[from src_addr [port src_port]] [to dst_addr [port dst_port]] \
[flags tcp_flags] [state]

Default Deny
In a default deny filter policy, the first filter rules are:
block in all
block out all

Now traffic has to passed by the firewall other wise it will be dropped.

If a packet matches a rule which is using the quick keyword, then no other processing is needed, and the specified action is taken.

Keeping State
Keeping state or stateful inspection allows pf to keep track of network connection. Information is stored about each connection in a state table, and pf then determines if a passing packet belongs to an established connection, if it does the packet is passed.
When a rule has the keep state option, the first packet matching the rule creates a "state" between the sender and receiver. Now, not only do packets going from the sender to receiver match the state entry and bypass ruleset evaluation, but so do the reply packets from receiver to sender. For example:
pass out on fxp0 proto tcp from any to any keep state
Stateful filtering has a number of options:
  • max number: The max number of state entries the rule can create.
  • source-track: Track number of states created per IP.
  • max-src-nodes number: limit the number of source IP addresses that can simultaneously create state.
  • max-src-states number: When the source-track option is used, max-src-states will limit the number of simultaneous state entries that can be created per source IP address.
If a connection has completed the 3-way handshake, then other restrictions can apply to stateful connections:
  • max-src-conn number: The maximum number of simultaneous TCP connections which a single host can make.
  • max-src-conn-ratenumber / interval: Limit the rate of new connections to a certain amount per time interval.
  • overload <table>: Put an offending host's IP address into the named table.
  • flush [global]: Kill any other states that match this rule and that were created by this source IP. When global is specified, kill all states matching this source IP, regardless of which rule created the state.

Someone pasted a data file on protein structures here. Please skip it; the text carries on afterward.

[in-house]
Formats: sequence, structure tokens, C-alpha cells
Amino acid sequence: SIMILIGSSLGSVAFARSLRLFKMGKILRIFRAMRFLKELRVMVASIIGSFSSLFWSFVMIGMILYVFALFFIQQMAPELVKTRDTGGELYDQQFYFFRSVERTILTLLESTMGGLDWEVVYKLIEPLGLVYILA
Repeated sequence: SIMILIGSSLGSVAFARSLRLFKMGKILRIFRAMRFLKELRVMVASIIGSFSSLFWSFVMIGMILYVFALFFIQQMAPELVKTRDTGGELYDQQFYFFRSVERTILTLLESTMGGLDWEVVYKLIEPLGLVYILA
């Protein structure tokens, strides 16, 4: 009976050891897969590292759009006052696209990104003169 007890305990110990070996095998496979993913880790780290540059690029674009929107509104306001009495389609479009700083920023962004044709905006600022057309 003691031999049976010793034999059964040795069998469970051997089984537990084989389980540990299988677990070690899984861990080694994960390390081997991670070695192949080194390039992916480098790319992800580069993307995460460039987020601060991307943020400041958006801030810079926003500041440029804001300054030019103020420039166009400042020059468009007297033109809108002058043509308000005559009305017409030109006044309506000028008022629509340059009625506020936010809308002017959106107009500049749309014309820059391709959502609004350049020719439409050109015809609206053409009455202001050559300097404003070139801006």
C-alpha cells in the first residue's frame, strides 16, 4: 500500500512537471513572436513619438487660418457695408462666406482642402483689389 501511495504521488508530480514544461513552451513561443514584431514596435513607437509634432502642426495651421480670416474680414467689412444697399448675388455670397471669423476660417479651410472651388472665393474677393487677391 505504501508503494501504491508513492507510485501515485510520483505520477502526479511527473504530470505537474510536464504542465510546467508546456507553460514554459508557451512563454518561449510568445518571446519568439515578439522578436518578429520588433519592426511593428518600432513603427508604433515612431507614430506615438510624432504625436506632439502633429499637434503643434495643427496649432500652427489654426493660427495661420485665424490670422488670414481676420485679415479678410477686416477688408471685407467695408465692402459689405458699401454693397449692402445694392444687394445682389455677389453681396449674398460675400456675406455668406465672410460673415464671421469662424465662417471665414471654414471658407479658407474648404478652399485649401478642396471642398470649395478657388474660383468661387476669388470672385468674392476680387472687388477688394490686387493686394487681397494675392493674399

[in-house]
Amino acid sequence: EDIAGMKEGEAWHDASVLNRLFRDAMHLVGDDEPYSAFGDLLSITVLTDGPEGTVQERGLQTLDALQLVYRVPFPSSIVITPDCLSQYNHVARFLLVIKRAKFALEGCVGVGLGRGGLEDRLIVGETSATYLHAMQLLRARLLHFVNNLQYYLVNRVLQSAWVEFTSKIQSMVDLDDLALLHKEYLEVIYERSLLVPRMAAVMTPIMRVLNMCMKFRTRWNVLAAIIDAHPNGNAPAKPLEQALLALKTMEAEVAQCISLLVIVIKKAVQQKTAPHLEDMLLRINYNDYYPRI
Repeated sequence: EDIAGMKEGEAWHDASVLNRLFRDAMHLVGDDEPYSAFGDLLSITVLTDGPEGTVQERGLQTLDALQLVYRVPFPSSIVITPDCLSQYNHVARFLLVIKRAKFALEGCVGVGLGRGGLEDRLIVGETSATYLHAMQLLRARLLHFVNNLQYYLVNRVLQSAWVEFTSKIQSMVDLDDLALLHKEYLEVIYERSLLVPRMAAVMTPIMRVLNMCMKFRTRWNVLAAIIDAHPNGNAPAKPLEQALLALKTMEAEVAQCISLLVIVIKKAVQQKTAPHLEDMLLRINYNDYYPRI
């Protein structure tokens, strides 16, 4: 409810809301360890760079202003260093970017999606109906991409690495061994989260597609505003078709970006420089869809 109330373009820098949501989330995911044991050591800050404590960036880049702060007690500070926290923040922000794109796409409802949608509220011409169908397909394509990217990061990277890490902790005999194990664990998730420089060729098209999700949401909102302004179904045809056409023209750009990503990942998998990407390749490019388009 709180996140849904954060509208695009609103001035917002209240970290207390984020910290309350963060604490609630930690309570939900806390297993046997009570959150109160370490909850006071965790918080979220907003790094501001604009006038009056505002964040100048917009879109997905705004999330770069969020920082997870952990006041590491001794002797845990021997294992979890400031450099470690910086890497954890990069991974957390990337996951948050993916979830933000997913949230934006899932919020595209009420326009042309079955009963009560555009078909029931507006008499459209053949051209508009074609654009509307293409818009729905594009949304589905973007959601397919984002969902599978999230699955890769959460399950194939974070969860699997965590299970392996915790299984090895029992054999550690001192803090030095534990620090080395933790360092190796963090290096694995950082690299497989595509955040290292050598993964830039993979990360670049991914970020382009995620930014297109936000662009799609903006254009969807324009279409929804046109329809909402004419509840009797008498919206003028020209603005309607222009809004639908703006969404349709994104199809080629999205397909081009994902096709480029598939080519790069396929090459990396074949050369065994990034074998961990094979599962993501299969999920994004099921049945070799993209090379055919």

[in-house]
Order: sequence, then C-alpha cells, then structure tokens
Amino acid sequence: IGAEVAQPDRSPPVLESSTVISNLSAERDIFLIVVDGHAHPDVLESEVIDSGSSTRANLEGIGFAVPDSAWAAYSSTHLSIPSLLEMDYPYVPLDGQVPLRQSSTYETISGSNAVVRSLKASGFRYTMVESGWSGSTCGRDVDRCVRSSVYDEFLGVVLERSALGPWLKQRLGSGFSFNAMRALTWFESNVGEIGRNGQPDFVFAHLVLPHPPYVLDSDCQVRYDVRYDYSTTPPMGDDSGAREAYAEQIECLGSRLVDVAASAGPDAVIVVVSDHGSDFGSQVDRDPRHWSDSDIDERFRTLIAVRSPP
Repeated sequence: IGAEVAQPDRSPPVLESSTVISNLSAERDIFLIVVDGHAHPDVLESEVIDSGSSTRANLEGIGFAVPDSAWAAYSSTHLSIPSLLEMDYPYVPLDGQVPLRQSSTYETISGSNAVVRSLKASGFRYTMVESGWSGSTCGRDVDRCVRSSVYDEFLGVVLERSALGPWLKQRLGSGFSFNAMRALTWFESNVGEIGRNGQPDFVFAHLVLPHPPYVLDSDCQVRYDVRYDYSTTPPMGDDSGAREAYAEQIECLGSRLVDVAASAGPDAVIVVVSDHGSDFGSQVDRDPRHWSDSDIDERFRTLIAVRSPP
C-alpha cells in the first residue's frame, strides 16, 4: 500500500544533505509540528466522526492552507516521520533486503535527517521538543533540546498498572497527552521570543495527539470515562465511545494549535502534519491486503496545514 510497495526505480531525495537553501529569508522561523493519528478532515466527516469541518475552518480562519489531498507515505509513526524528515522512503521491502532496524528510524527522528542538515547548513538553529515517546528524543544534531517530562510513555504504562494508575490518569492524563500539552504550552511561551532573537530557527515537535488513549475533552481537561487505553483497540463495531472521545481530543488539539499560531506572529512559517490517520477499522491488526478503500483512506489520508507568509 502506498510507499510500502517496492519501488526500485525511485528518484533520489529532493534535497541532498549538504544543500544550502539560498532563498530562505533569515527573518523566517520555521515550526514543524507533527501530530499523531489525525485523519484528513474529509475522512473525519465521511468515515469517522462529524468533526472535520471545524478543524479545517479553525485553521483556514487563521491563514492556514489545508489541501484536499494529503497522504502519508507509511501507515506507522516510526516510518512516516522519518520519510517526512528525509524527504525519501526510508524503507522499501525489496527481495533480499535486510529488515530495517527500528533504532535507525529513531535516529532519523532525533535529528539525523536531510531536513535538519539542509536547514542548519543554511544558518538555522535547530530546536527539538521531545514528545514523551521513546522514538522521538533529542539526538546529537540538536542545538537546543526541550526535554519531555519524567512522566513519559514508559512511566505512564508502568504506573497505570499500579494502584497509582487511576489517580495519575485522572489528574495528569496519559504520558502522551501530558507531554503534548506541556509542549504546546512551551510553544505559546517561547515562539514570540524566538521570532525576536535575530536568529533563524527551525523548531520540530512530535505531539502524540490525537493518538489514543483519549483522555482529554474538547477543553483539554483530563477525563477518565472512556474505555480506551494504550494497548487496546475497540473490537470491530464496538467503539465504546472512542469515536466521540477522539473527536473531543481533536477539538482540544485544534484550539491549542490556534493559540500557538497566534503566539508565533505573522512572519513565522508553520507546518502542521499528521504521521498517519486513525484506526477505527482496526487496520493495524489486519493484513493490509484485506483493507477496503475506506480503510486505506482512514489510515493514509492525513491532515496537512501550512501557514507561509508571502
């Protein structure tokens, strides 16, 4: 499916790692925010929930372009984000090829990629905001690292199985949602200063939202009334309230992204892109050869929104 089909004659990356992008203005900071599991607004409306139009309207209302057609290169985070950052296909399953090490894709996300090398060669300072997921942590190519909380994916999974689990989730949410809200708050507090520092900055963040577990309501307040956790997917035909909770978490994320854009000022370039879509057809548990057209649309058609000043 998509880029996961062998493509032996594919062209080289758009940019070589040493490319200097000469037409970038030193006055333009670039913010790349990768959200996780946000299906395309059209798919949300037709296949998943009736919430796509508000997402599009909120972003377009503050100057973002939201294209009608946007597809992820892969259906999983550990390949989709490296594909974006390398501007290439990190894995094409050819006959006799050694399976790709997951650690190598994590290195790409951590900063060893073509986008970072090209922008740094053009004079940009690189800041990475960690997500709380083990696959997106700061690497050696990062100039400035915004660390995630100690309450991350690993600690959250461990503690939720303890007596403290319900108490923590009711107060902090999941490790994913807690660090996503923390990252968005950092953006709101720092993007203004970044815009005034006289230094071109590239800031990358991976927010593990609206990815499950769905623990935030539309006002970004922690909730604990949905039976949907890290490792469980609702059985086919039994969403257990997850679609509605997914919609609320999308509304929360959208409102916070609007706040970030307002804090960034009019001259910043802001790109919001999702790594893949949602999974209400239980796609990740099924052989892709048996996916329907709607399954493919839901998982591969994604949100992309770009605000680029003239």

TCP Flags
  • F : FIN - Finish; end of session
  • S : SYN - Synchronize; indicates request to start session
  • R : RST - Reset; drop a connection
  • P : PUSH - Push; packet is sent immediately
  • A : ACK - Acknowledgement
  • U : URG - Urgent
  • E : ECE - Explicit Congestion Notification Echo
  • W : CWR - Congestion Window Reduced
In a rule flags are specified using the following syntax: flags check/mask
The mask tells pf to only inspect the specified flags.
The check specified which flag must be "on" in the header for a match

Proxy the handshake; pf will complete a client handshake, initiate a server handshake, then pass the packets between the two. e.g.:
pass in on $ext_if proto tcp from any to $web_server port www flags S/SA synproxy state
synproxy state also includes the same functionality as keep state and modulate state

Blocking Spoofed Packets
pf uses the antispoof keyword to protect against spoofing.:
antispoof [log] [quick] for interface [af]

Unicast Reverse Path Forwarding
An uRPF check compares the source IP of a packet with the routing table, to see if the outbound interface in the routing table is the same as the packet.
This check is performed using the urpf-failed keywords in filter rules:
block in quick from urpf-failed label uRPF

OS finger Printing
Using the os keyword in a rule, can detect the operating system of a remote host.